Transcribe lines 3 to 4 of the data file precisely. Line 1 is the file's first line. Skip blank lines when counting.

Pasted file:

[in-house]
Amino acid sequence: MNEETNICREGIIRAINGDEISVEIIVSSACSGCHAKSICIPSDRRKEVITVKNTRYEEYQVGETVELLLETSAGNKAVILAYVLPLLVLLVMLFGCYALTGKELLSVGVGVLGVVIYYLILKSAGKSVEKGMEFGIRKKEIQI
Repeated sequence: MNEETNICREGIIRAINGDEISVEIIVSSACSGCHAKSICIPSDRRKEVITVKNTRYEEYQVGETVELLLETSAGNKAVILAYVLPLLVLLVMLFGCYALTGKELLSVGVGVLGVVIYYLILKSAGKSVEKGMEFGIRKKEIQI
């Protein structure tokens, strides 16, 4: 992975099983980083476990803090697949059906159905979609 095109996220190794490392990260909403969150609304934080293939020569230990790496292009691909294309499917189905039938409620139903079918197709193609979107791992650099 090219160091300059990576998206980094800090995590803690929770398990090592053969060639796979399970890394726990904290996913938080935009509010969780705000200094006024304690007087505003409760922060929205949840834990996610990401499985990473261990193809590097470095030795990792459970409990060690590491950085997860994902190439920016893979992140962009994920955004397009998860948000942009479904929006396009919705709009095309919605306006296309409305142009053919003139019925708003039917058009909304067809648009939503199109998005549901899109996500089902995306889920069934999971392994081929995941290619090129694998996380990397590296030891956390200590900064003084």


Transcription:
Repeated sequence: MNEETNICREGIIRAINGDEISVEIIVSSACSGCHAKSICIPSDRRKEVITVKNTRYEEYQVGETVELLLETSAGNKAVILAYVLPLLVLLVMLFGCYALTGKELLSVGVGVLGVVIYYLILKSAGKSVEKGMEFGIRKKEIQI
């Protein structure tokens, strides 16, 4: 992975099983980083476990803090697949059906159905979609 095109996220190794490392990260909403969150609304934080293939020569230990790496292009691909294309499917189905039938409620139903079918197709193609979107791992650099 090219160091300059990576998206980094800090995590803690929770398990090592053969060639796979399970890394726990904290996913938080935009509010969780705000200094006024304690007087505003409760922060929205949840834990996610990401499985990473261990193809590097470095030795990792459970409990060690590491950085997860994902190439920016893979992140962009994920955004397009998860948000942009479904929006396009919705709009095309919605306006296309409305142009053919003139019925708003039917058009909304067809648009939503199109998005549901899109996500089902995306889920069934999971392994081929995941290619090129694998996380990397590296030891956390200590900064003084």